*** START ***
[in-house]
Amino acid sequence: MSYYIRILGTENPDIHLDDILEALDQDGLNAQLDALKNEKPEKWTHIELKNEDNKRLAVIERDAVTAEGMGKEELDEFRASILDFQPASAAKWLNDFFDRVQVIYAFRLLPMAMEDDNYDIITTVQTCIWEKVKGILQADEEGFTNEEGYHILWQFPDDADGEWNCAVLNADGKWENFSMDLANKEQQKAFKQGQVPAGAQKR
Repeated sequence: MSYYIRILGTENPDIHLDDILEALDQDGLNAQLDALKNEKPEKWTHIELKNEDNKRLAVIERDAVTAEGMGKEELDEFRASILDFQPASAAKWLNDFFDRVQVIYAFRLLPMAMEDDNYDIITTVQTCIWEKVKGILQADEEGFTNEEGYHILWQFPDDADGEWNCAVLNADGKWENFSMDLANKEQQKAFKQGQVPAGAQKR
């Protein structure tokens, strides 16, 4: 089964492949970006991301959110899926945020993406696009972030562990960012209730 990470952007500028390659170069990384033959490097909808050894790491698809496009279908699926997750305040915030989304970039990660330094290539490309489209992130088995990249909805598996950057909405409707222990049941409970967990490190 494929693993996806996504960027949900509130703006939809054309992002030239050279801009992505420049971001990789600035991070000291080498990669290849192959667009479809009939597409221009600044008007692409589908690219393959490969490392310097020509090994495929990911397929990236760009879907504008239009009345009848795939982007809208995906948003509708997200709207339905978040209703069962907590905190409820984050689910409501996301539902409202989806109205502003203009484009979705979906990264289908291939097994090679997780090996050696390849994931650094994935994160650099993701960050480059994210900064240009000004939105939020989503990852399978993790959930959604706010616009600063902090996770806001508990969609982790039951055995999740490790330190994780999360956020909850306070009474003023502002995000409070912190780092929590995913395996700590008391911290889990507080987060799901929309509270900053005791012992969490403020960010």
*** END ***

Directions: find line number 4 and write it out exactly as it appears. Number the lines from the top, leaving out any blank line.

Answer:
């Protein structure tokens, strides 16, 4: 089964492949970006991301959110899926945020993406696009972030562990960012209730 990470952007500028390659170069990384033959490097909808050894790491698809496009279908699926997750305040915030989304970039990660330094290539490309489209992130088995990249909805598996950057909405409707222990049941409970967990490190 494929693993996806996504960027949900509130703006939809054309992002030239050279801009992505420049971001990789600035991070000291080498990669290849192959667009479809009939597409221009600044008007692409589908690219393959490969490392310097020509090994495929990911397929990236760009879907504008239009009345009848795939982007809208995906948003509708997200709207339905978040209703069962907590905190409820984050689910409501996301539902409202989806109205502003203009484009979705979906990264289908291939097994090679997780090996050696390849994931650094994935994160650099993701960050480059994210900064240009000004939105939020989503990852399978993790959930959604706010616009600063902090996770806001508990969609982790039951055995999740490790330190994780999360956020909850306070009474003023502002995000409070912190780092929590995913395996700590008391911290889990507080987060799901929309509270900053005791012992969490403020960010």